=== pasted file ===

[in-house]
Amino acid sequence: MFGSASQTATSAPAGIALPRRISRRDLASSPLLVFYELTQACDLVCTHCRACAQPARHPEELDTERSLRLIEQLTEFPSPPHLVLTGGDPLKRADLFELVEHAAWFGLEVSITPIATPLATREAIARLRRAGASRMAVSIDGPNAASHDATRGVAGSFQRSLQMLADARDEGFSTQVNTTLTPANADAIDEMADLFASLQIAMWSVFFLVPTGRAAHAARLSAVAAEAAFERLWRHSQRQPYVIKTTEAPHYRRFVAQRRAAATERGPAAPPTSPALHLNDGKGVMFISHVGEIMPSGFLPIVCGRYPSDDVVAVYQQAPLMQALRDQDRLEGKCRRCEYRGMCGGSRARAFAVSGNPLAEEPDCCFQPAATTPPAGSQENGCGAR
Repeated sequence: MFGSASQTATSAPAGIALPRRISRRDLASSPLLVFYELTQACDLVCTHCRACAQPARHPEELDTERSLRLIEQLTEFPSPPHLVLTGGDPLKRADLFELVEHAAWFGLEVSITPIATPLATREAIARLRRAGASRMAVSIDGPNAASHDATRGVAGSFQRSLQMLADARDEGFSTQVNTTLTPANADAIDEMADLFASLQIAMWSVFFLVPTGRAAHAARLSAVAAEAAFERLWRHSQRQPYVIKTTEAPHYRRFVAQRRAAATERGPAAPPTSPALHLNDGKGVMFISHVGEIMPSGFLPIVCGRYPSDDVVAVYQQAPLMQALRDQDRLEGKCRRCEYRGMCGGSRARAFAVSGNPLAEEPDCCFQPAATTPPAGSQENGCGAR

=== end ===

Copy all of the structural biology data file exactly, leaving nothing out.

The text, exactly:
[in-house]
Amino acid sequence: MFGSASQTATSAPAGIALPRRISRRDLASSPLLVFYELTQACDLVCTHCRACAQPARHPEELDTERSLRLIEQLTEFPSPPHLVLTGGDPLKRADLFELVEHAAWFGLEVSITPIATPLATREAIARLRRAGASRMAVSIDGPNAASHDATRGVAGSFQRSLQMLADARDEGFSTQVNTTLTPANADAIDEMADLFASLQIAMWSVFFLVPTGRAAHAARLSAVAAEAAFERLWRHSQRQPYVIKTTEAPHYRRFVAQRRAAATERGPAAPPTSPALHLNDGKGVMFISHVGEIMPSGFLPIVCGRYPSDDVVAVYQQAPLMQALRDQDRLEGKCRRCEYRGMCGGSRARAFAVSGNPLAEEPDCCFQPAATTPPAGSQENGCGAR
Repeated sequence: MFGSASQTATSAPAGIALPRRISRRDLASSPLLVFYELTQACDLVCTHCRACAQPARHPEELDTERSLRLIEQLTEFPSPPHLVLTGGDPLKRADLFELVEHAAWFGLEVSITPIATPLATREAIARLRRAGASRMAVSIDGPNAASHDATRGVAGSFQRSLQMLADARDEGFSTQVNTTLTPANADAIDEMADLFASLQIAMWSVFFLVPTGRAAHAARLSAVAAEAAFERLWRHSQRQPYVIKTTEAPHYRRFVAQRRAAATERGPAAPPTSPALHLNDGKGVMFISHVGEIMPSGFLPIVCGRYPSDDVVAVYQQAPLMQALRDQDRLEGKCRRCEYRGMCGGSRARAFAVSGNPLAEEPDCCFQPAATTPPAGSQENGCGAR